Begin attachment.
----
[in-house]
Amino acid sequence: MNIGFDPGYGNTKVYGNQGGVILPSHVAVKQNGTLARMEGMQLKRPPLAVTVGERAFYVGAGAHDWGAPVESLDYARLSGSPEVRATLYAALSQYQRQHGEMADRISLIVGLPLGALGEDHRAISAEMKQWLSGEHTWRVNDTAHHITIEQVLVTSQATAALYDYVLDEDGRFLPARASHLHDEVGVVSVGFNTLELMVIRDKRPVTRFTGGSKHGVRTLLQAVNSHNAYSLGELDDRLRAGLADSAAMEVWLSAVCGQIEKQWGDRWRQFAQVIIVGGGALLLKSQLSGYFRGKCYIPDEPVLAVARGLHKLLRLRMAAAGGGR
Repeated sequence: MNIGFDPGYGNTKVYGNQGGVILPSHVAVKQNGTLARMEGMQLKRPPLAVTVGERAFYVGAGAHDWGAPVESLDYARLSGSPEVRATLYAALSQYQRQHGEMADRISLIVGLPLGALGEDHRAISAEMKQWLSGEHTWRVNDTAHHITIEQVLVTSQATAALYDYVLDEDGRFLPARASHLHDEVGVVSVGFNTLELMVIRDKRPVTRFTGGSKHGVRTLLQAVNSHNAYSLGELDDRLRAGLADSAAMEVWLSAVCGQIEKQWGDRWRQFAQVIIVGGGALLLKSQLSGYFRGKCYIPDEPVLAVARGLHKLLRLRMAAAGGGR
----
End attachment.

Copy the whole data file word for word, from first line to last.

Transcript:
[in-house]
Amino acid sequence: MNIGFDPGYGNTKVYGNQGGVILPSHVAVKQNGTLARMEGMQLKRPPLAVTVGERAFYVGAGAHDWGAPVESLDYARLSGSPEVRATLYAALSQYQRQHGEMADRISLIVGLPLGALGEDHRAISAEMKQWLSGEHTWRVNDTAHHITIEQVLVTSQATAALYDYVLDEDGRFLPARASHLHDEVGVVSVGFNTLELMVIRDKRPVTRFTGGSKHGVRTLLQAVNSHNAYSLGELDDRLRAGLADSAAMEVWLSAVCGQIEKQWGDRWRQFAQVIIVGGGALLLKSQLSGYFRGKCYIPDEPVLAVARGLHKLLRLRMAAAGGGR
Repeated sequence: MNIGFDPGYGNTKVYGNQGGVILPSHVAVKQNGTLARMEGMQLKRPPLAVTVGERAFYVGAGAHDWGAPVESLDYARLSGSPEVRATLYAALSQYQRQHGEMADRISLIVGLPLGALGEDHRAISAEMKQWLSGEHTWRVNDTAHHITIEQVLVTSQATAALYDYVLDEDGRFLPARASHLHDEVGVVSVGFNTLELMVIRDKRPVTRFTGGSKHGVRTLLQAVNSHNAYSLGELDDRLRAGLADSAAMEVWLSAVCGQIEKQWGDRWRQFAQVIIVGGGALLLKSQLSGYFRGKCYIPDEPVLAVARGLHKLLRLRMAAAGGGR